It's a battle of the hippies: Animal rights activists and chefs have been sparring over a piece of legislation that would ban foie gras from restaurant menus in California.
A fatty delicacy, foie gras is created by force feeding ducks and geese to create a plump and tender organ. Animal lovers argue that the force feeding, which ultimately results in an almost 10 times larger liver, is cruel and causes animals unusual emotional distress.
But the ingredient is common in area food establishments. Many local restaurants, including LaSalette and Santé have signature dishes which include foie gras. Moreover, California's only foie gras producer is in Sonoma County: Sonoma-Artisan Foie Gras, whose owner Guillermo Gonzalez, told the New York Times that he'd be forced to shut down if the ban went through.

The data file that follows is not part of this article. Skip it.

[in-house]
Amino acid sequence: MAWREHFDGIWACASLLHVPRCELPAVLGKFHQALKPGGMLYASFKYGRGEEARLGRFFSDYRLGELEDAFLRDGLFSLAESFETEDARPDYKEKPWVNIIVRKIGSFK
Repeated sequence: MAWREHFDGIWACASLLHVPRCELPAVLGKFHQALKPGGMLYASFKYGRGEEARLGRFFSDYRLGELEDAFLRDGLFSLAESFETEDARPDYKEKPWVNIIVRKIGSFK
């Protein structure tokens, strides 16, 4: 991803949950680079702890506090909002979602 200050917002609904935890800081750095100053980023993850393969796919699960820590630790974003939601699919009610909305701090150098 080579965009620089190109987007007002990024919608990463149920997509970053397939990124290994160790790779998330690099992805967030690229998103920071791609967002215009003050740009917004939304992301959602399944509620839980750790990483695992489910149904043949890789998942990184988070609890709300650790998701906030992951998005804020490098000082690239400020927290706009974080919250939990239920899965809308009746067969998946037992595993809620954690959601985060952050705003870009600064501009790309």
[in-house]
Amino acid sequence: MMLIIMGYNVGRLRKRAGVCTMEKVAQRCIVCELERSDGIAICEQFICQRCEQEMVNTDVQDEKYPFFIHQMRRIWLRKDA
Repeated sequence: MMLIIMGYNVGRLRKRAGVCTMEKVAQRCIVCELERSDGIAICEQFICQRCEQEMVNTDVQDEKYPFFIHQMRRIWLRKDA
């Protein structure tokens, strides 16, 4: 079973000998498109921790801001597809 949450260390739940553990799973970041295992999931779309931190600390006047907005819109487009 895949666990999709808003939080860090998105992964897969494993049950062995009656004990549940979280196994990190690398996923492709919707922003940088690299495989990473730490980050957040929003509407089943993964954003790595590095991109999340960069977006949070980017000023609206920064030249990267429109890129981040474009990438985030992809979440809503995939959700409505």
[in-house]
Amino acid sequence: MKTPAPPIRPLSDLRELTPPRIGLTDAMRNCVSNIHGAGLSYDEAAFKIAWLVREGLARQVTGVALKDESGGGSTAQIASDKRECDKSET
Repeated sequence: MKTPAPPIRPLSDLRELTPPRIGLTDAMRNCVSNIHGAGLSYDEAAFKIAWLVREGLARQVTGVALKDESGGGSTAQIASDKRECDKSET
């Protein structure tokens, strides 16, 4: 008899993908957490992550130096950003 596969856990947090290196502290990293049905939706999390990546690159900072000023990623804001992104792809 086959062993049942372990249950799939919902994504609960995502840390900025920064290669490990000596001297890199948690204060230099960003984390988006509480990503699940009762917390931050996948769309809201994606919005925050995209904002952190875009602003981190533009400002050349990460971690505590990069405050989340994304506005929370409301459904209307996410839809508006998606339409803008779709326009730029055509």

The ban, passed in 2004, is scheduled to take effect July 1. A group of more than 100 chefs signed a petition asking the legislature to reconsider before the ban takes effect.
But politicians are hesitant to back off of the controversial issue.
"I'm not going to allow an issue like that to preoccupy the legislature," Senate President Pro Tem Darrell Steinberg, D-Sacramento, told the Santa Rosa Press Democrat.